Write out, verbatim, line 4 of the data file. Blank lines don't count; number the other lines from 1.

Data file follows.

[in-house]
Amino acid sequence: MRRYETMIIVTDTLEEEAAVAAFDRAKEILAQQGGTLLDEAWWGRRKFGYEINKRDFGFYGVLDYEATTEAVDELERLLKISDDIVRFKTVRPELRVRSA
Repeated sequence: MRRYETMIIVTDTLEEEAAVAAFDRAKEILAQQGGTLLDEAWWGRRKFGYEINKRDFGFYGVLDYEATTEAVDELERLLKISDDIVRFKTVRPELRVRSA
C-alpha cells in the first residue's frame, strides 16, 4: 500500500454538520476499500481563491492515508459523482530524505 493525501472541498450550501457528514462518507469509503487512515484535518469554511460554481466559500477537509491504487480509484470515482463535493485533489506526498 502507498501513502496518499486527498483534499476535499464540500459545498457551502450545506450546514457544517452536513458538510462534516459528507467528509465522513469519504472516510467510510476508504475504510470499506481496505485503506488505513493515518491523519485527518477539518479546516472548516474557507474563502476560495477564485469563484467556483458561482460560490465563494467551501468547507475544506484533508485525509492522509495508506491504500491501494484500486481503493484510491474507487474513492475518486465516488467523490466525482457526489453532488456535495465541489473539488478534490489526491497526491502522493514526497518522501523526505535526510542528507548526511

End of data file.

C-alpha cells in the first residue's frame, strides 16, 4: 500500500454538520476499500481563491492515508459523482530524505 493525501472541498450550501457528514462518507469509503487512515484535518469554511460554481466559500477537509491504487480509484470515482463535493485533489506526498 502507498501513502496518499486527498483534499476535499464540500459545498457551502450545506450546514457544517452536513458538510462534516459528507467528509465522513469519504472516510467510510476508504475504510470499506481496505485503506488505513493515518491523519485527518477539518479546516472548516474557507474563502476560495477564485469563484467556483458561482460560490465563494467551501468547507475544506484533508485525509492522509495508506491504500491501494484500486481503493484510491474507487474513492475518486465516488467523490466525482457526489453532488456535495465541489473539488478534490489526491497526491502522493514526497518522501523526505535526510542528507548526511